Flowmon Studio #13 - What Stuart Smith has learned during 17 years of expertise in APM

Some of you may have seen our Flowmon Studio series. Over the years, we’ve become experts in network visibility and security. It appears that becoming experts in video shooting will take more than our current 12 episodes. Recording of an interview with APM expert with 17 years of experience and our latest member of the Flowmon UK team, Stuart Smith, went wrong. But such a small failure was never going to stop me from sharing Stuart’s priceless thoughts, at least the old way - in written form.

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I've come across quite a few companies who were sceptical about APM because in their experience, both deployment and operations of such technologies is a nightmare. What is your opinion?

Historically, people have always been scared of APM. They think: “I’ve got to install agents, I’ve got to restart my application, I need to do it out of hours.” It just seems complicated and fiddly and it isn’t. APM doesn’t need to be complex. Many APM solutions require the deployment of agents and hooks into JVM’s or .NET instances. This is not necessary, especially with network approach which is completely passive and works out of the box.

What’s the furthermost common driver for APM purchase? The problem number one?

End users don’t tend to say : “The Database server is so slow today”. They always say that the network is slow today. So the network guys need to defend themselves and often say it’s not the network. So is it the end-station then? The Application server or the back-end? CTO’s need to get a an amber alarm before end users are affected and they need to know what is the root cause.It’s all about mean-time-to-resolution, mean-time-to-innocence. Many APM solutions stop short of actually showing where the issue is, they just show you that ‘It’s not the Application or Server. It must be the network’ but what on the network? Is it latency, is deeper TCP issues like packets dropping, is it a Flood of network traffic? That’s what everybody want’s from APM. Or performance monitoring as a whole.

In your experience, how hard it is to fund such proof of the root cause. Is there a lot of manual “drilling” involved?

The main problem is that vendors often focus on a single area so they will do APM and they might do APM very well but they don't do the network side, they don't have anything to do with network round-trip-time or anything like that. They would just say: “The application is slow today however I don’t know what to do with this.” This requires engineers to jump onto another solution and another one to figure a single problem. Where Flowmon is one solution, one screen where you’ve got NPM and APM and everything all stitched together and everything makes sense in a single view.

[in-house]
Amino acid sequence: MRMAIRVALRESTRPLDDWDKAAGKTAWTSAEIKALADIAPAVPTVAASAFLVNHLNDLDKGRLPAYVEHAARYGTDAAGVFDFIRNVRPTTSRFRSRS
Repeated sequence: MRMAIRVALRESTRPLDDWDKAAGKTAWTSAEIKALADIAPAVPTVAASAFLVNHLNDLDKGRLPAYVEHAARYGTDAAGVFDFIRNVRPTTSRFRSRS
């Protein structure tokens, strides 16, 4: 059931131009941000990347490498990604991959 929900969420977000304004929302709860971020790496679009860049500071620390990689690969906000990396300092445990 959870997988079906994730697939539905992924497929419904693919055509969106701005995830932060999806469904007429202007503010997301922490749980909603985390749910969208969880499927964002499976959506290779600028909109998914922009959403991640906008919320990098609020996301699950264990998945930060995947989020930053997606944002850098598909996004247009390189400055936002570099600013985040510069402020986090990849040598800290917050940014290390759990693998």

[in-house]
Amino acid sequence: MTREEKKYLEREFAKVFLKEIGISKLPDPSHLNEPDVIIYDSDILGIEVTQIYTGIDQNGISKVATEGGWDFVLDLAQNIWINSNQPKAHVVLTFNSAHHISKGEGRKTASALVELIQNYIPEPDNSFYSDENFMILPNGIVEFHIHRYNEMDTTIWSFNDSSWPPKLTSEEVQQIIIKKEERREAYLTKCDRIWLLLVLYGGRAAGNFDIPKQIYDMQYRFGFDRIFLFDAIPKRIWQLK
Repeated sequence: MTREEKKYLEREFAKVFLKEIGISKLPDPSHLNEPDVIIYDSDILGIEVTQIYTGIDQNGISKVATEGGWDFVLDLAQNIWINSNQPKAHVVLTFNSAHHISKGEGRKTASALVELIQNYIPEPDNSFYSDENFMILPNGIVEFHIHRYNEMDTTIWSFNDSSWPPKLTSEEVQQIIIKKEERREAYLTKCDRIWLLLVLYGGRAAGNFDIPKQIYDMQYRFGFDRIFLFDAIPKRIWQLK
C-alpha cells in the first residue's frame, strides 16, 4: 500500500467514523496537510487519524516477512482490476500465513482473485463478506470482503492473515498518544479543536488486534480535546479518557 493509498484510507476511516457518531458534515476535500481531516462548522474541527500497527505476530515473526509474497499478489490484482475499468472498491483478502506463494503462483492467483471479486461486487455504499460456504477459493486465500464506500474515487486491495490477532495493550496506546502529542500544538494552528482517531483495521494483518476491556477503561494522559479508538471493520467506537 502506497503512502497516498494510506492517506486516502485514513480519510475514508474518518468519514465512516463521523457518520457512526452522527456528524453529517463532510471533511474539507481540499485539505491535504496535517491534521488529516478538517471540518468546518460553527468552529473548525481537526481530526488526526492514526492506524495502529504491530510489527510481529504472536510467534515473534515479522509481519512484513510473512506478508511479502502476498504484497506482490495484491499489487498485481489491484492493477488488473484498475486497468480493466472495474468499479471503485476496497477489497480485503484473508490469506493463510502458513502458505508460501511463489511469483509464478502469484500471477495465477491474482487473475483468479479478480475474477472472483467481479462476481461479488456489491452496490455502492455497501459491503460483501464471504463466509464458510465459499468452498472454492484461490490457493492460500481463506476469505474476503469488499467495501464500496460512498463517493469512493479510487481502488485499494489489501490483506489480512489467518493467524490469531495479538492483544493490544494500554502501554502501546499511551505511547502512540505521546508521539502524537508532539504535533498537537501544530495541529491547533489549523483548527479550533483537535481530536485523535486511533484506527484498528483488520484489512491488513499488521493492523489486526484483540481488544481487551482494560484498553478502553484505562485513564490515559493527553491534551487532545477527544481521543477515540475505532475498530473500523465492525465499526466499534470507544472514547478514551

What other questions are companies seeking answers for, with regards to the application performance?

It can range from: “Is it affecting everyone? Is it just one location?” To the point where somebody makes a change over the weekend and that affected just users with Chrome or Firefox. So something has obviously changed somewhere and now it’s not working. 80% of application issues are usually caused by incorrect configuration. And that's one of the big things. Is it everybody, is it particular browser, mobile device, is it a geographical thing? That's where you need a suite that has both application and network perspective. And in most of the cases this is enough. Admins don’t want to know about Java methods or code level details. That’s what the devs want.

APM is monitoring of real user transactions. How about there are no transactions to measure - overnight, over weekend?

Real user monitoring is great because you measure the real experience of your users. But if it’s not a 24 hours system, and it doesn’t get used over the weekend. If nobody is using, you don’t know if it’s good or not. So you wait until Monday morning, everybody comes in and uses an application which doesn’t work. So obviously we have the Transaction Generator and we can have that running in the background and creating synthetic transactions. Whether isn’t just accessing the application or logging in and filling some form and doing these complex transactions. That means somebody will be alerted over the weekend, and hopefully make it work before people come back to work. Again, a multilayer monitoring solution is the key to 100% availability.

You've previously worked with other APM vendors. What made you to join Flowmon?

It's a great company, a great group of guys. I've met a lot of people over the phone but this is the first time I've met people face-to-face and I know it sounds cliche but everybody I've met was just really nice. And it's your product so you develop it and you engineer it and your guys know it inside out. So R&D is done very quickly and you don’t have to try to work with different API’s to get your dashboard and it just works.

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